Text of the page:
Aetna became the second health insurer in New Jersey to announce it will not reinstate or extend the health plans that were canceled because they did not comply with the new rules for 2014 under the Affordable Care Act, the company announced Tuesday.
Aetna, based in Hartford, Conn., has more than 1.1 million members in New Jersey, according to spokeswoman Susan G. Millerick. That includes about 90,000 members in small group plans and about 2,600 members who purchased individual policies.
"After a thorough review of our 2013 product portfolio in New Jersey, Aetna determined that we could develop significantly more competitive offerings for 2014 that would better serve our small group and individual customers and meet 2014 guidelines," Millerick said.
"We've worked throughout the year to develop a strong, competitively priced portfolio and we are confident our customers will find value in our offerings for next year.
"We also believe it will avoid unnecessary complexity and confusion for our customers if we focus on introducing 2014-compliant plans consistently in New Jersey. For these reasons, Aetna, like other carriers in New Jersey, will not be extending our 2013 policies into 2014."
Horizon Blue Cross Blue Shield of New Jersey announced Tuesday they would not renew small employer or individual health plans that don't comply with the ACA. The company covers about 500,000 New Jerseyans in the small group and individual market.
Horizon said Tuesday the company "has been working to implement the Affordable Care Act for the past three and a half years, and undoing our work and essentially creating new plans in three weeks has proven to be impossible."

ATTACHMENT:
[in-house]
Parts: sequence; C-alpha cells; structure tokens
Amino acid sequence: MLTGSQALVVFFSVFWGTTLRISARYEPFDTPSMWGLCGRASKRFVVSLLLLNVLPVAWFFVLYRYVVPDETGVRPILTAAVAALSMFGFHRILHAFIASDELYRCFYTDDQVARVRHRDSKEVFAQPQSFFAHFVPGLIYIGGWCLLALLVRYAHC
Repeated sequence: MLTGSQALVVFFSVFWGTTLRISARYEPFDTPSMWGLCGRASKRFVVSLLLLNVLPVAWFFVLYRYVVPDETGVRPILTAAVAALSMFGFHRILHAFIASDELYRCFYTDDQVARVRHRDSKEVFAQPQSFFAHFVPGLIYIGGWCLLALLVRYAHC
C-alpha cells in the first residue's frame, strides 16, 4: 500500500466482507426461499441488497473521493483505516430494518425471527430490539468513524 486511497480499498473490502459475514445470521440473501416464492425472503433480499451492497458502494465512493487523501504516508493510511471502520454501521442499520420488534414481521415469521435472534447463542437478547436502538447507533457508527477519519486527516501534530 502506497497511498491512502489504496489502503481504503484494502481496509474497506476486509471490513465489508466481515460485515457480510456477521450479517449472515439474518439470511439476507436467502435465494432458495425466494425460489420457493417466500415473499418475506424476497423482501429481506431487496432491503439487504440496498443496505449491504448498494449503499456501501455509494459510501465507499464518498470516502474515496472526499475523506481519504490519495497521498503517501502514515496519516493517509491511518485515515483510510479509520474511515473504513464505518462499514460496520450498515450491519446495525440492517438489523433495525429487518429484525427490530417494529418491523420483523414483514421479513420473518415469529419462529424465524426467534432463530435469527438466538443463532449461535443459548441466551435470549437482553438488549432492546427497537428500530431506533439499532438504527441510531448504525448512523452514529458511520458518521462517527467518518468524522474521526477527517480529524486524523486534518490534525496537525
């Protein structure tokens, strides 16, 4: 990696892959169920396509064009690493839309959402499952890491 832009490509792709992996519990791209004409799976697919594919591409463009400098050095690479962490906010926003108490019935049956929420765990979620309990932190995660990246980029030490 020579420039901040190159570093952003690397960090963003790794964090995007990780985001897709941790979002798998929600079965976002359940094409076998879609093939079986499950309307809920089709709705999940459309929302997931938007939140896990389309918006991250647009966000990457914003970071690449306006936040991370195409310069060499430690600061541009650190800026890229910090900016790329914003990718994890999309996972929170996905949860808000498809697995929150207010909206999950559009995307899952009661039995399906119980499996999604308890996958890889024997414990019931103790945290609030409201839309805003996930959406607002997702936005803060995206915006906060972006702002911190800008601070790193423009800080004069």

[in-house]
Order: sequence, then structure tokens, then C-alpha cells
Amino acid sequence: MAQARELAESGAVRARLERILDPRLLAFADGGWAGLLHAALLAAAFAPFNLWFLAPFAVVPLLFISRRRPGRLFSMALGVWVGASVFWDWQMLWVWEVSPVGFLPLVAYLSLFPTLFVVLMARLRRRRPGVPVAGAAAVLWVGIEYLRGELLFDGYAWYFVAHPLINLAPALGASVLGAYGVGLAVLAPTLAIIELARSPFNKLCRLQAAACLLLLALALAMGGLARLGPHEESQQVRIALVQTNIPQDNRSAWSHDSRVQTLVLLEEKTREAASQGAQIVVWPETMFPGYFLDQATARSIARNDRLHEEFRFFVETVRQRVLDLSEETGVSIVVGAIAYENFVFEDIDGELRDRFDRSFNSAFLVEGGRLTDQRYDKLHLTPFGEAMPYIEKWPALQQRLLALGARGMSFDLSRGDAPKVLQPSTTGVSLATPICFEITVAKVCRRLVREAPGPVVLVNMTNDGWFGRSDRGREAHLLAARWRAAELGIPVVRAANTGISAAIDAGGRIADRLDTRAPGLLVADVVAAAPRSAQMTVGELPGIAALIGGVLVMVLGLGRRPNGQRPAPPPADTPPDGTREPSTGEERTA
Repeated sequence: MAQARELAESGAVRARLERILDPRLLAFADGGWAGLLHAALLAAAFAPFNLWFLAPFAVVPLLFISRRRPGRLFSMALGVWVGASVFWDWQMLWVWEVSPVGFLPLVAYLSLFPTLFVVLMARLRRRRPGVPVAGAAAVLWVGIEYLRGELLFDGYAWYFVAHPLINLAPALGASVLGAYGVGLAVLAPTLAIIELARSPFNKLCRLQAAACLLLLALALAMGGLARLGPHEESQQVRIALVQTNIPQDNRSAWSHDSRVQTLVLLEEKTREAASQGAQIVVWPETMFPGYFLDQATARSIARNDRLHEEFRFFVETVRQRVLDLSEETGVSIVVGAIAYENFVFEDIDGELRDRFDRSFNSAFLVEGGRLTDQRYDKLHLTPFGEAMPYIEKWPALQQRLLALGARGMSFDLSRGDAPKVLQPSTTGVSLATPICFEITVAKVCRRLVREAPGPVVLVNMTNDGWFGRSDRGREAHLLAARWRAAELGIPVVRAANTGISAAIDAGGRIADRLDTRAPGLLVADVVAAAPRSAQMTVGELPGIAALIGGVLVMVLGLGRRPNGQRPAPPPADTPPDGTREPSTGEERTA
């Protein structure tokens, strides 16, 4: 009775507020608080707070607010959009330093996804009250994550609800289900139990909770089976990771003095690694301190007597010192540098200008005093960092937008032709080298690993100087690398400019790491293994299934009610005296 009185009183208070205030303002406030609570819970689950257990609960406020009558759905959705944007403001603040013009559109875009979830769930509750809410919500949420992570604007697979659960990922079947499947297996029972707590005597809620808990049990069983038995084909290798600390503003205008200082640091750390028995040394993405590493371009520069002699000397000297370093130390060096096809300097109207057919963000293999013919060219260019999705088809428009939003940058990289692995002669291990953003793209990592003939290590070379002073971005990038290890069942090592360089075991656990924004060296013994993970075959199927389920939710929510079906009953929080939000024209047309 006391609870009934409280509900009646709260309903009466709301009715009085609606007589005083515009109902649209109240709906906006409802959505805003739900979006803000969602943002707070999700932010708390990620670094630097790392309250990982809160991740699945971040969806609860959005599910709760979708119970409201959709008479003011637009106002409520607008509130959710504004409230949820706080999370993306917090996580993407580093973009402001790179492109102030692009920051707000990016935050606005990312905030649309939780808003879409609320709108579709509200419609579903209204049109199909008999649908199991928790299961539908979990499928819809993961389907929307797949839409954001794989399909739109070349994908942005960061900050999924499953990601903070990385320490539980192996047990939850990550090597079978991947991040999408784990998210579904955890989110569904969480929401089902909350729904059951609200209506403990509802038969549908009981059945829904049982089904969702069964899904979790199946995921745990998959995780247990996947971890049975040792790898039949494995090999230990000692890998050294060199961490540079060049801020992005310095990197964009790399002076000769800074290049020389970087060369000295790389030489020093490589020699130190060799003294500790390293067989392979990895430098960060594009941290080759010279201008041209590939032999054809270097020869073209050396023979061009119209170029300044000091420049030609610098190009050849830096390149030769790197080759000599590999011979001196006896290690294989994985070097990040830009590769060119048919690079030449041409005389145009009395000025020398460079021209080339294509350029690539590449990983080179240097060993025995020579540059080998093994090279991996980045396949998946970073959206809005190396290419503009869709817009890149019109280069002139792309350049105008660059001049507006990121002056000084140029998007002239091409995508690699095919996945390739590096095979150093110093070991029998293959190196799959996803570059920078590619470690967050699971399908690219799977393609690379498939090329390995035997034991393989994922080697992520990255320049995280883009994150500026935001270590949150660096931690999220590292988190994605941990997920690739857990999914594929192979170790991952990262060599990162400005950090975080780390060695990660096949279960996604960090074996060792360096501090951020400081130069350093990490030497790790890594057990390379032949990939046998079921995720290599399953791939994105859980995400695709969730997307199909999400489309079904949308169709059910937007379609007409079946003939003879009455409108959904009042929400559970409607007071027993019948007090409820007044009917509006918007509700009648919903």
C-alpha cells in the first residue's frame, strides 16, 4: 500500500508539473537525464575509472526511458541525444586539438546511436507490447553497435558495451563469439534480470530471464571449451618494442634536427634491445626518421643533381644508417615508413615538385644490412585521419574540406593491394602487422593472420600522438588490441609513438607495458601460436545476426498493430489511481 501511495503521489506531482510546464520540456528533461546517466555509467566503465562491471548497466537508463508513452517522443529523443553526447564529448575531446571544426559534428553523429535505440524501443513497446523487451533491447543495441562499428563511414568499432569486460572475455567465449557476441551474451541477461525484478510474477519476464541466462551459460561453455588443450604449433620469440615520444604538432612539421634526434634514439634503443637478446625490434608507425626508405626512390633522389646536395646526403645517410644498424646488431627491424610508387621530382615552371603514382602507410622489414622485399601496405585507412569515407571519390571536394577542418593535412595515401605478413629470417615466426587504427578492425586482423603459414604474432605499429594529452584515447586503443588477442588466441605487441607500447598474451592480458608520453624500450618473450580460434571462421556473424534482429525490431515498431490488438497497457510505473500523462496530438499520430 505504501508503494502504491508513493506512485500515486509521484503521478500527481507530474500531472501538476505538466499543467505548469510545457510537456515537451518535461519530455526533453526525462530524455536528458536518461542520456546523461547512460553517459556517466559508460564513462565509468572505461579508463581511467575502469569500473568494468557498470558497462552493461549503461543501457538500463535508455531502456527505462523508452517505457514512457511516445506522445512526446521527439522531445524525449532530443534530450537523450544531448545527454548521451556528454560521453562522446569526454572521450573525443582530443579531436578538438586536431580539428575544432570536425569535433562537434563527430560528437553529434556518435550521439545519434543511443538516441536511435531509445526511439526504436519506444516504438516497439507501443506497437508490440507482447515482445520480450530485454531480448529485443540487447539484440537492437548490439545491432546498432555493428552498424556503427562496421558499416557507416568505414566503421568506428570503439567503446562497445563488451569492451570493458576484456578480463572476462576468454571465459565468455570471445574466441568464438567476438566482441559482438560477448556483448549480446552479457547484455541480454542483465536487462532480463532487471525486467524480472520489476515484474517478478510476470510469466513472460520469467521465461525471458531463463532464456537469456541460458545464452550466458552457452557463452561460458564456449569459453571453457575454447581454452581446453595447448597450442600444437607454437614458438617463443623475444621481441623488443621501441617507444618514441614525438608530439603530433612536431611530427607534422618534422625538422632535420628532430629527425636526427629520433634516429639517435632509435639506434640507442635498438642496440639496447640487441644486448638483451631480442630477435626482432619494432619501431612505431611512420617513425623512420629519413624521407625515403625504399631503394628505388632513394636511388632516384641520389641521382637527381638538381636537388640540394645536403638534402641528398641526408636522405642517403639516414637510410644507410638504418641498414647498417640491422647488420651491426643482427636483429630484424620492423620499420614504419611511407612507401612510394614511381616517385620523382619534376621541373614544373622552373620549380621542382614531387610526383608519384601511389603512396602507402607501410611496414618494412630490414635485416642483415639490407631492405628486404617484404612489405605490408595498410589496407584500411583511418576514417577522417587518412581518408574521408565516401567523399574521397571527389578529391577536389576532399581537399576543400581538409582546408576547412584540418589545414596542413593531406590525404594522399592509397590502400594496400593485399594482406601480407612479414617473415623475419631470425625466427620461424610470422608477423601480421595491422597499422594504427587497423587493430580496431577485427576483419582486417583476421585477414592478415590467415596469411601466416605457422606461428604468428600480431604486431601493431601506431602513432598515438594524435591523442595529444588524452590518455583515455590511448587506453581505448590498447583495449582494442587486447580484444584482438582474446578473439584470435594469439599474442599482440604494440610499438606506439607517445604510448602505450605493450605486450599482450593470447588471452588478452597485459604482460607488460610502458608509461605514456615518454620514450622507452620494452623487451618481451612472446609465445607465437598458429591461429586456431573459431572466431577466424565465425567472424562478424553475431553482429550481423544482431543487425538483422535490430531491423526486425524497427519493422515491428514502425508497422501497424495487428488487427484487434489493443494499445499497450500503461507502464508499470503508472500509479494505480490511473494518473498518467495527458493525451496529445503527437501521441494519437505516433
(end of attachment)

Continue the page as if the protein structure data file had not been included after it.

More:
Reuters reported Thursday that Aetna CEO Mark Bertolini told an investor meeting that there's not enough time to go through the regulatory process needed to reinstate or extend canceled health plans.
Last month President Barack Obama told insurers they could extend small group and individual health plans into 2015, whether or not they complied with the ACA.
In New Jersey, Obama's decision could have potentially impacted the nearly 800,000 people covered through the state's small group and individual markets. But so far, no insurance company followed his suggestion.
Obama made the concession in the face of a firestorm of criticism from consumers whose old, non-ACA-compliant policies were being canceled by health insurers - despite the president's oft-repeated promise that if Americans liked their health insurance coverage, they could keep it.
Bertolini said there wasn't enough time to reissue all those old, non-compliant plans nationwide.
"We talked to the insurance commissioners and the insurance commissioners have agreed with us," Bertolini said. "If we were to go to all those states, refile all those plans, refile all those rates and do it in time for Dec. 23, we would have paid attention to nothing else."
Consumers must decide by Dec. 23 whether to buy plans on the new ACA exchanges, at healthcare.gov, in order to obtain coverage beginning on Jan. 1, 2014.
The ACA's individual mandate requires most Americans either have health coverage in 2014 or pay a small fine; the exchange provides generous subsidies to low- and moderate-income Americans to help them buy insurance, with subsidies phasing out entirely at four times the federal poverty level, or about $46,000 a year for an individual.
Aetna is not selling plans in New Jersey on the ACA exchange but it continues to sell policies off the exchange, in the traditional health insurance market.
Bertolini told investors the ACA public exchanges, now under attack by Republicans, will survive the technology issues.
"By 2015, if we get it fixed right, it'll be a new start," he said.
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